and corpses are on the cargo manifest, not on the passenger manifest. So no confusion there either. (got that while working for the cargo department of an airline for a bit long ago). –  jwenting Apr 4 at 8:36

I agree with what fooot said. Also, I would add, as someone to volunteers in search & rescue (Civil Air Patrol) as a mission pilot, when you hear the word "souls," it adds some urgency and seriousness to the handling of any emergency. When an air traffic controller asks a pilot, during an emergency, for the number of souls on board, it communicates to the pilot that the controller and pilot are focusing extra hard together on solving the emergency successfully, and that one word tells the pilot that the controller is going to be marshalling resources to help in every way possible. "Souls" is a term full of life and caring. For rescuers, it communicates very quickly the total number of persons who must be found and saved.

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Perhaps it might have something to do that "SOS" (the Morse-code version of MayDay) is backronymed to "save our souls". –  Jan Hudec Mar 30 at 19:56
    
"A term full of life and caring" that ignores unborn children and pets. Awesome. –  Lightness Races in Orbit Mar 31 at 8:25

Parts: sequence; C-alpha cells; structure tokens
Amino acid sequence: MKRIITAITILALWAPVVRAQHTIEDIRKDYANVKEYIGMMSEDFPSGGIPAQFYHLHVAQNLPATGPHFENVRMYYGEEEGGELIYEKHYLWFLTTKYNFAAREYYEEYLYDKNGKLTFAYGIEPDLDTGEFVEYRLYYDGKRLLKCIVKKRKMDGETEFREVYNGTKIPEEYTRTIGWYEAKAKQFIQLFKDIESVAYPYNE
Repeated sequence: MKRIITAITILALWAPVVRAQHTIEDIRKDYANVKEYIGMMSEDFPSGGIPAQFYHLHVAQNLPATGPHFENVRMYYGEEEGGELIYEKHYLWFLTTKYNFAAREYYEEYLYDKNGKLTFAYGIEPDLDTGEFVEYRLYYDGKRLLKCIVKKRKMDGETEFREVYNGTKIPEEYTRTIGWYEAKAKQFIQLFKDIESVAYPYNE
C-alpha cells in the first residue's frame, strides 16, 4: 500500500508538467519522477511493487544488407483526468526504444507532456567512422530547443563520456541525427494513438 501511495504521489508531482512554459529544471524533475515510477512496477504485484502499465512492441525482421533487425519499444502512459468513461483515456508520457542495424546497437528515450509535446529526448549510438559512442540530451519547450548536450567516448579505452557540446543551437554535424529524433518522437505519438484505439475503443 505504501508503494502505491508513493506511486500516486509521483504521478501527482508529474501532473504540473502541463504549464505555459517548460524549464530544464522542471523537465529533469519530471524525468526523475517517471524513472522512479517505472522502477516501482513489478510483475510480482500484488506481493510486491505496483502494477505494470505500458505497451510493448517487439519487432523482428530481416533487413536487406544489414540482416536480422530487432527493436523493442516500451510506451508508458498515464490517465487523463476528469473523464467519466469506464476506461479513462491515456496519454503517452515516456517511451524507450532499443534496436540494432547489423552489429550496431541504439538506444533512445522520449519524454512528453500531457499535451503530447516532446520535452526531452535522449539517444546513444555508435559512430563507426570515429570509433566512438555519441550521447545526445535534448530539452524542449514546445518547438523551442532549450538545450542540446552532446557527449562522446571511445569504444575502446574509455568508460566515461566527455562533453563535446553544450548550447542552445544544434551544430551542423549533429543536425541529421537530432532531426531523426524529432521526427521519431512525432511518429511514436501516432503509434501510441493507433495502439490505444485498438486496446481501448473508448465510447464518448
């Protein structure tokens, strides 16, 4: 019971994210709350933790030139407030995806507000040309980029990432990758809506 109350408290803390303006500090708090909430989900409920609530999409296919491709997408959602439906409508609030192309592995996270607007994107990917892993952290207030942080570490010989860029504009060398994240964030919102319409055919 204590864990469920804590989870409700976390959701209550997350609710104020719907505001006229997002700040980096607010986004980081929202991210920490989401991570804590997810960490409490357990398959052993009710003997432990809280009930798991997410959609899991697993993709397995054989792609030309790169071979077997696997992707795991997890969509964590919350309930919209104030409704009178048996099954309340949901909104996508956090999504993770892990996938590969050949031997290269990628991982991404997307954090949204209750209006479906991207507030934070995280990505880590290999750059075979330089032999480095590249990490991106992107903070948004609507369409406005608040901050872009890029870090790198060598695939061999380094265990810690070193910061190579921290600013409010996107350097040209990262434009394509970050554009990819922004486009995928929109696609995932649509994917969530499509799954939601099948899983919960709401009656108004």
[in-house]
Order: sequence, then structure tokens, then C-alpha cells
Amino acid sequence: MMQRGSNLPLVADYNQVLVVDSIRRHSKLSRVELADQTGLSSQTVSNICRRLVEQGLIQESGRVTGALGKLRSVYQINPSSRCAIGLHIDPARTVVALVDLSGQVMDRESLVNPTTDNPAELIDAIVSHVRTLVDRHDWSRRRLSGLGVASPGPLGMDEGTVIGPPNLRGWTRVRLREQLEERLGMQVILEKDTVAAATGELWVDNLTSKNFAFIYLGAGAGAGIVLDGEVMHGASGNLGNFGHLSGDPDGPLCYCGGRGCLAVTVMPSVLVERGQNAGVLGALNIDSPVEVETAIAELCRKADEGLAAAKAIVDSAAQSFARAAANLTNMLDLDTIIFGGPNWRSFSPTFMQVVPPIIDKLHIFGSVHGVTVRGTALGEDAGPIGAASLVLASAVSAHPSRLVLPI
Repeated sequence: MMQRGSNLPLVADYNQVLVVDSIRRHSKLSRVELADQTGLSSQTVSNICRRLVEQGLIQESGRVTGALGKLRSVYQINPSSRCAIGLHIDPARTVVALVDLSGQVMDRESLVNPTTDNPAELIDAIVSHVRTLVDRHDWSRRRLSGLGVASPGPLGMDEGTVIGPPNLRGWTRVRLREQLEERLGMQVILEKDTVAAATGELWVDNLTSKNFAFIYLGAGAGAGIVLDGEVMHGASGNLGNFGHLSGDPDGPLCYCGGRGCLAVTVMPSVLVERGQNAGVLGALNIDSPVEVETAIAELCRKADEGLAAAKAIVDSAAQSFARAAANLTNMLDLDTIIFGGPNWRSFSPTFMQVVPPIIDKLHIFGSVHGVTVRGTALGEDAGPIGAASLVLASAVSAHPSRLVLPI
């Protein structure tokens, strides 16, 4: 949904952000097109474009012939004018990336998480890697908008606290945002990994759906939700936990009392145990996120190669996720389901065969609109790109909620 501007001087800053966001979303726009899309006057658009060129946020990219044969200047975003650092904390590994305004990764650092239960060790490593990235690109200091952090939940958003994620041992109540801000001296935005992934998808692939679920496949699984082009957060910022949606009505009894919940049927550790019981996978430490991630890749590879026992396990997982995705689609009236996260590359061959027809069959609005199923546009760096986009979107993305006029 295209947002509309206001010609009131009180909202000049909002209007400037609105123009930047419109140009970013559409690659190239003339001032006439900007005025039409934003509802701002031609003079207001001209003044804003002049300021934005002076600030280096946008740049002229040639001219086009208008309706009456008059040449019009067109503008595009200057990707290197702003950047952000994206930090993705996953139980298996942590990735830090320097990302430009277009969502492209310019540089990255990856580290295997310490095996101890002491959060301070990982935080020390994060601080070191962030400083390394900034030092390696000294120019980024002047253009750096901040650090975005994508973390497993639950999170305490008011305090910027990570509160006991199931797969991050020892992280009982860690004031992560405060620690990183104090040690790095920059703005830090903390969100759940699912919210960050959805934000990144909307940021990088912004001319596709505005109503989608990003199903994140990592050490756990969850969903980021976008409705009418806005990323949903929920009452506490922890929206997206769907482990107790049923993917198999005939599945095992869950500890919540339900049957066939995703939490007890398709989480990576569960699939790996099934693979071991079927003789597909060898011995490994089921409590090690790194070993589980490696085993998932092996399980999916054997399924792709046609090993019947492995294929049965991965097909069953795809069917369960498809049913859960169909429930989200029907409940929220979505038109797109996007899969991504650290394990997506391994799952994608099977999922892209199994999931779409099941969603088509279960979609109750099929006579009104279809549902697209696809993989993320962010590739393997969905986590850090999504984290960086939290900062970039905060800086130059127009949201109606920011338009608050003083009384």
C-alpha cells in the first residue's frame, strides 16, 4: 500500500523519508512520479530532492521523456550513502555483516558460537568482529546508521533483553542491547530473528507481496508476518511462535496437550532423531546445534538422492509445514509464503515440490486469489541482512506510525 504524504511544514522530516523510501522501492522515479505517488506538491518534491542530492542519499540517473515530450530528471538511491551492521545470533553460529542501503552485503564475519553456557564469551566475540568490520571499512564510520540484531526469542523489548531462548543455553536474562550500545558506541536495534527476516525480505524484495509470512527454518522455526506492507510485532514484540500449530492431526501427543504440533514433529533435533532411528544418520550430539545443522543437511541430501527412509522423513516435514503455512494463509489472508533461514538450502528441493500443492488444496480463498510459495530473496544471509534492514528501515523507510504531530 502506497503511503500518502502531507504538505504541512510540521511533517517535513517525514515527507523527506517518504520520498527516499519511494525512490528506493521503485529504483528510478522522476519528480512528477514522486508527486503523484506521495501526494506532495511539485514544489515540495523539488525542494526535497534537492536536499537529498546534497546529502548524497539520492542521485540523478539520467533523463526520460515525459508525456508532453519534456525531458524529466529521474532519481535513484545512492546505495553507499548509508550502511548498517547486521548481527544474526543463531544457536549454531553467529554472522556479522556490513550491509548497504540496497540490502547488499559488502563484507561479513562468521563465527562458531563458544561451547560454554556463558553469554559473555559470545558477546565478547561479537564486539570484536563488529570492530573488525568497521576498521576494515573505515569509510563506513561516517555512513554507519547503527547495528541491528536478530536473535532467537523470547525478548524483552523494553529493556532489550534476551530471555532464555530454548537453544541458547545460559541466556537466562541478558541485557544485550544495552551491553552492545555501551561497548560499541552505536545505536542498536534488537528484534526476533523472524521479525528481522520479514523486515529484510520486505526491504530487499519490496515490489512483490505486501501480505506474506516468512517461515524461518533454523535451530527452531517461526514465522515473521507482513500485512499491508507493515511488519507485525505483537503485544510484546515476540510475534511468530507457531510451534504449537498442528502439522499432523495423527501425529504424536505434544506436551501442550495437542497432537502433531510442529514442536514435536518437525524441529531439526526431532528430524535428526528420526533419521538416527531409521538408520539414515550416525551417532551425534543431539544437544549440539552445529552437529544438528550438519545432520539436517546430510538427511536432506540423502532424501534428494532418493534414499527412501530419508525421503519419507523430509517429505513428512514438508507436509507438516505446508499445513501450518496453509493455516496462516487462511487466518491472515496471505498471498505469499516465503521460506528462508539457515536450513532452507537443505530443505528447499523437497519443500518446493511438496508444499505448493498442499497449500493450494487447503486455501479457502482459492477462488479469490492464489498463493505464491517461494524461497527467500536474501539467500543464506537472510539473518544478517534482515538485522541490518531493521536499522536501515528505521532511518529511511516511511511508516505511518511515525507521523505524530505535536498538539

@LightnessRacesinOrbit: it doesn't include priceless artworks either, but some people care about those. Search and rescue care selectively, and pets are lower priority than passengers and counted separately -- should it be the opposite? Should all be counted in one number? Unborn children are an interesting edge case since they don't require counting and rescuing separate from the mother (and so don't need to be included in the tally) unless there's a chance of birth occurring after the count is given but before the search is abandoned. Another great reason not to fly heavily pregnant ;-) –  Steve Jessop Mar 31 at 9:15
    
@SteveJessop: It's not about the value of the baby and the dog to some human on board. It's about the intrinsic value of the baby's and dog's own souls. The value of life goes far beyond human possession, y'know :/ –  Lightness Races in Orbit Mar 31 at 10:13
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Well, if someone wants me to look for pets or unborn children, all they have to add is info about pets and pregnant women. All searchers will pay special attention. –  gknauth Mar 31 at 13:33